Background: Fatigue is one of the most common symptoms of systemic lupus erythematosus (SLE) worldwide, yet it remains poorly assessed and managed. The lack of universal definition and standard measurement of fatigue may add to the continued limitations in its understanding across cultures.
Objective: The psycho-sociocultural underpinnings of fatigue are understudied; therefore, in this paper, we conducted a systematic review to understand a transcultural perspective of SLE-related fatigue.
Methods: Following PRISMA (Preferred Reporting items for Systematic Reviews and Meta-Analysis) systematic review guidelines, we searched CINAHL Complete, Scopus, and PubMed databases for all published articles covered until the search date. Search was expanded using citation and web search. A 3-step process was used to identify articles meeting the inclusion criteria. The results were analyzed using narrative synthesis.
Results: From a total of 370 (n=364, 98.4% scientific databases; n=6, 1.6% web and citation search) articles searched, 18 (4.9%) studies met the inclusion and exclusion criteria and were included in this review. All (18/18, 100%) studies enrolled primarily female participants, and half (9/18, 50%) had cross-sectional designs. Although race was not reported in all studies, most studies had White racial background as the largest proportion of their samples. A majority (7/18, 39%) of the studies were conducted in the United States. Using a narrative synthesis, the prominent themes drawn based on the domains of the culture care theory (CCT) and the sunrise enabler were as follows: SLE-related fatigue (1) as an integral component of the disease process, (2) as a personal challenge, and (3) as a psychosocial dimension.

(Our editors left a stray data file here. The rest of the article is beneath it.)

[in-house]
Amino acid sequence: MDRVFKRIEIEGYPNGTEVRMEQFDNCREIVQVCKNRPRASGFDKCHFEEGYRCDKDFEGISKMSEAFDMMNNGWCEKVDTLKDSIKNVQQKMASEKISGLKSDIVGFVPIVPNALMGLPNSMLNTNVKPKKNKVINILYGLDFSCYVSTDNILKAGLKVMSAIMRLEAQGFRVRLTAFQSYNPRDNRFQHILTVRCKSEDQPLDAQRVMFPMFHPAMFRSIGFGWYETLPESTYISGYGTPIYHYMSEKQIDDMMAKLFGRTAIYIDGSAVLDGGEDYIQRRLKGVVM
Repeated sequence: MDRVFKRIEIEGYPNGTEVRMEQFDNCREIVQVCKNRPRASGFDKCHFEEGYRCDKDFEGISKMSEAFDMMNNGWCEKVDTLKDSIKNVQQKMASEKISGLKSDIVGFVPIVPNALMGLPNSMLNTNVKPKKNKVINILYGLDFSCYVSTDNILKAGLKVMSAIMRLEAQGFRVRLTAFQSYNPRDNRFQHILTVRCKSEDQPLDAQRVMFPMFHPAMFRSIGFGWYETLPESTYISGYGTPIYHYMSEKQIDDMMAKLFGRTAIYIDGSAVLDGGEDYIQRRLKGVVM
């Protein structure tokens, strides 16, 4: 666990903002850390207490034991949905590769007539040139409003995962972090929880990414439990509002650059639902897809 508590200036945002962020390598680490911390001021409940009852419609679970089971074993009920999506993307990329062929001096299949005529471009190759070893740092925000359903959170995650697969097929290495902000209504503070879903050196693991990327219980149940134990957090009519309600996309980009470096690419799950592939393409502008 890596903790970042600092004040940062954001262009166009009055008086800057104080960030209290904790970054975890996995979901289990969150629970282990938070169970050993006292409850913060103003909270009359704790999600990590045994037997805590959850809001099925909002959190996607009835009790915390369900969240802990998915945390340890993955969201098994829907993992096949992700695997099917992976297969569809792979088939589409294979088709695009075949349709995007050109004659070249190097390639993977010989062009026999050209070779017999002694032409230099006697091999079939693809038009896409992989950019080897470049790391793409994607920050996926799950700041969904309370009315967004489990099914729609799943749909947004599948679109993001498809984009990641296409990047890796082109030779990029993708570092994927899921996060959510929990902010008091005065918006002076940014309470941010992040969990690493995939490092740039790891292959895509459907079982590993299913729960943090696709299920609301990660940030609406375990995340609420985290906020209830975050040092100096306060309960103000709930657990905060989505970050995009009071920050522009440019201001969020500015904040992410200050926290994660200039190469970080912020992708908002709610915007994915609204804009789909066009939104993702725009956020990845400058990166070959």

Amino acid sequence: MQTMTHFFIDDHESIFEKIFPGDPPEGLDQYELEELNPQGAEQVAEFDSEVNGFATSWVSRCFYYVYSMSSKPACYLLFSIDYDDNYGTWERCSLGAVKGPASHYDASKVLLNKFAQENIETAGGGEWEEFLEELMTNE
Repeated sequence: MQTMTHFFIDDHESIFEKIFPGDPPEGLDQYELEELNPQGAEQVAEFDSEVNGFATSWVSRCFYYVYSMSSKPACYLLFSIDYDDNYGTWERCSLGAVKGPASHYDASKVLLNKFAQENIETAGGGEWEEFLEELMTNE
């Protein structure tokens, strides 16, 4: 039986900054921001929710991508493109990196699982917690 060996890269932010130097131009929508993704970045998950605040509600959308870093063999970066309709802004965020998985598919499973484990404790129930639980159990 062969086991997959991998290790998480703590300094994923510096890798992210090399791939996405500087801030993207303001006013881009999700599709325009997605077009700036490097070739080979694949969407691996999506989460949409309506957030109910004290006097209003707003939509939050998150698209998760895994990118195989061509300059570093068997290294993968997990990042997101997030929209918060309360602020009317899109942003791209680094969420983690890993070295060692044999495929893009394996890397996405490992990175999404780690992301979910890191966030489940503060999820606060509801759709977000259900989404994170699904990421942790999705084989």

Conclusions: CCT and sunrise enabler by Leininger guided this review. There are still gaps on how other domains of the CCT and sunrise enabler might influence SLE-related fatigue experience, assessment, and evaluation. The findings from this review showed that SLE-related fatigue has disease, personal, and psychosocial components. Thus, a purely subjective assessment of fatigue in SLE and even other conditions may limit a more accurate assessment and management. The inclusion of disease, personal, and psychosocial indicators is warranted and essential. A culturally sensitive and congruent assessment as well as evaluation models and measurement tools should be developed to capture fatigue experiences accurately. In addition, since global migration is inevitable, advancement in symptom management strategies should coincide with the understanding that fatigue has subjective and objective indicators present across cultures.
Due to the increase in global migration, health care organizations are caring for more culturally diverse individuals and families. This culturally diverse setup is likewise expanding in the health care workforce, especially in countries recruiting foreign-educated and trained health professionals. These inevitable changes in the current landscape may influence the accurate assessment of symptoms and provision of culturally congruent care, especially in fatigue, which has robust psycho-sociocultural underpinnings but is currently without universal definition or standard of measurement. Given this situation, a better understanding of fatigue across cultures is needed.
Although there is no universal standard measurement of fatigue , it can be defined as an overwhelming, uncommon, extreme tiredness [ ]. In patients with systemic lupus erythematosus (SLE), fatigue is the most common and most prevalent symptom. Fatigue is present even with mild and inactive cases of SLE disease [ ]. Although numerous studies and reviews highlighted SLE-related fatigue as the most burdensome and often the most reported symptom in SLE, it remains poorly assessed and managed across cultures. Since there is no cure for SLE, quality of life may be improved with accurate assessment, evaluation, and management of SLE-related fatigue. SLE-related fatigue is commonly associated with other symptoms that may compound limitations to individuals with SLE. This article aimed to conduct a systematic review to develop a transcultural perspective of SLE-related fatigue.